As the sea level rises, it is alarming that the threat from flooding induced by tropical cyclones would cause more severe damages to coastal regions worldwide. In order to address this threat, optimizing coastal protective or mitigation strategies is necessary, given limited resources. The optimization methodology must incorporate feedback from stakeholders for practical use. Multiple interviews were conducted by engineering model developers and social scientists with stakeholders who have first-hand knowledge and varied backgrounds in New York. The protective strategies have been tuned to the critical infrastructure's particular and contextual risks due to flood hazards by engaging and integrating stakeholders' knowledge on the interdependency of the infrastructures and other aspects after the first interview. The second interview was conducted for further model improvement.
Coastal regions are continuously under the threat of flooding induced by tropical cyclones worldwide. These threats continue to increase due to the effects of climate change such as sea-level rise. A number of available protective or mitigation strategies have been examined to address this threat and protect coastlines around the world. However, identifying the most effective strategy given limited resources is a complex question. Optimization methodologies as we have proposed integrate physical analysis and stakeholder feedback to come to a set of best mitigation strategies. This study examines physical and socio-economical aspects of flooding impacts to optimize these strategies. These are then examined including seawalls, elevated promenades, and strategic retreats.
Rain gardens are green stormwater infrastructure that are designed to leverage natural processes to mitigate the impacts of urban stormwater through capturing, infiltrating, and filtering run off. Overtime these systems have the potential to buildup fines and nutrients, impacting their sustainable function. A rain garden’s performance depends on its ability to infiltrate runoff which can be reduced by clogging. Another concern is the potential transport of contaminants from rain gardens to groundwater through deep drainage. This study analyses the spatial and temporal distribution of fines and nutrients in three rain gardens through comprehensive field tests, laboratory testing, and computation analysis. Geomorphic studies were performed by integrating the digital elevation models, derived from Lidar surveys, with the FastMech solver within International River Interface Cooperative (iRIC) software, to model shear stress distribution and sediment transport relative to spatial observations of soil texture and nutrient concentrations within the rain garden. The soil properties were also used in creating models of water infiltration and nutrient sorption using Hydrus 1D. Results show that shear stresses in localized sections of each rain garden can be correlated with fines and nutrient distributions, allowing for prioritizing locations for maintenance. To conclude, LiDAR scans, flow and shear stress models, infiltration and nutrient transport models, field and laboratory soil tests can help us understand the surface dynamics and soil attributes, and gradually gain insight into the GSI performance with time.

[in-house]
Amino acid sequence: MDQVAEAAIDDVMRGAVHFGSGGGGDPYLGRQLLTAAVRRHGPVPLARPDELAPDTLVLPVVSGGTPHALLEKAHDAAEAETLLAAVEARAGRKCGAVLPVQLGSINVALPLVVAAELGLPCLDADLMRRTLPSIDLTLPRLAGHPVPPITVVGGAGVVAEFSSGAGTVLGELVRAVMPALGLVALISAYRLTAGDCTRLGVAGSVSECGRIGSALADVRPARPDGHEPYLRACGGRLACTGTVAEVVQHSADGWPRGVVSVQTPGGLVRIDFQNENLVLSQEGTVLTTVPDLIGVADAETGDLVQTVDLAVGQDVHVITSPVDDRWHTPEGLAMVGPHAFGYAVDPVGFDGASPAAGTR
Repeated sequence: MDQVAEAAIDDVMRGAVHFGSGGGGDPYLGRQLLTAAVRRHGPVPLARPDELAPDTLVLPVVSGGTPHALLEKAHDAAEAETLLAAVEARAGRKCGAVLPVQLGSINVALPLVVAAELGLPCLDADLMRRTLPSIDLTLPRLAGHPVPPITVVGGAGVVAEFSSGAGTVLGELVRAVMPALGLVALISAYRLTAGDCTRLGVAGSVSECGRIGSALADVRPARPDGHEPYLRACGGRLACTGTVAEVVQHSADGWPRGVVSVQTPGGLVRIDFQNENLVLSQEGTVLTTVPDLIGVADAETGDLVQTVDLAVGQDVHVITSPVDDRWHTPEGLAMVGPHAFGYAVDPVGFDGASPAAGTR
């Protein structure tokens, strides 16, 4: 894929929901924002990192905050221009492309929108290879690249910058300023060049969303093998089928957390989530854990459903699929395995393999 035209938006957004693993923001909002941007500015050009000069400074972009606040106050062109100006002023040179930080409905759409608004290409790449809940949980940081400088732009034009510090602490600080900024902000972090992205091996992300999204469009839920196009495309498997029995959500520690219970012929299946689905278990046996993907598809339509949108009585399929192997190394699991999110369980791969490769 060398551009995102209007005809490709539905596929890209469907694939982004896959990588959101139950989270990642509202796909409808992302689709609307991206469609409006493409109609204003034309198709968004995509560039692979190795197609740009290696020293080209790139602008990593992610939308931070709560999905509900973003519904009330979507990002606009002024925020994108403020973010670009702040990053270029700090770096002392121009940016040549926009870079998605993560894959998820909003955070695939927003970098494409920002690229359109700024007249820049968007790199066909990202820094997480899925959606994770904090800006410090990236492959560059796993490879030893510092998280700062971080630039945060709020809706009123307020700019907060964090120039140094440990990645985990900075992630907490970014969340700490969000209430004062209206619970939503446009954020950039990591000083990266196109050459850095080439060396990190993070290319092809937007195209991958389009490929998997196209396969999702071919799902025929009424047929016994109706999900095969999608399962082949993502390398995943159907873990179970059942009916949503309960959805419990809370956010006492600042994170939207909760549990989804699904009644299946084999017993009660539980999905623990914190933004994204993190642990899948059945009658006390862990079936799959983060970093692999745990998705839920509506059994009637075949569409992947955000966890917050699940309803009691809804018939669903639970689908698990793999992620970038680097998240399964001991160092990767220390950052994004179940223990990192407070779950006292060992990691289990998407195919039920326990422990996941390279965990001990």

Some of the Earth system data products such as those from NASA airborne and field investigations (a.k.a. campaigns), are highly heterogeneous and cross-disciplinary, making the data extremely challenging to manage. For example, airborne and field campaign measurements tend to be sporadic over a period of time, with large gaps. Data products generated are of various processing levels and utilized for a wide range of inter- and cross-disciplinary research and applications. Data and derived products have been historically stored in a variety of domain-specific standard (and some non-standard) formats and in various locations such as NASA Distributed Active Archive Centers (DAACs), NASA airborne science facilities, field archives, or even individual scientists’ computer hard drives. As a result, airborne and field campaign data products have often been managed and represented differently, making it onerous for data users to find, access, and utilize campaign data. Some difficulties in discovering and accessing the campaign data originate from the incomplete data product and contextual metadata that may contain details relevant to the campaign (e.g. campaign acronym and instrument deployment locations), but tend to lack other significant information needed to understand conditions surrounding the data. Such details can be burdensome to locate after the conclusion of a campaign. Utilizing consistent terminology, essential for improved discovery and reuse, is also challenging due to the variety of involved disciplines. To help address the aforementioned challenges faced by many repositories and data managers handling airborne and field data, this presentation will describe stewardship practices developed by the Airborne Data Management Group (ADMG) within the Interagency Implementation and Advanced Concepts Team (IMPACT) under the NASA’s Earth Science Data systems (ESDS) Program.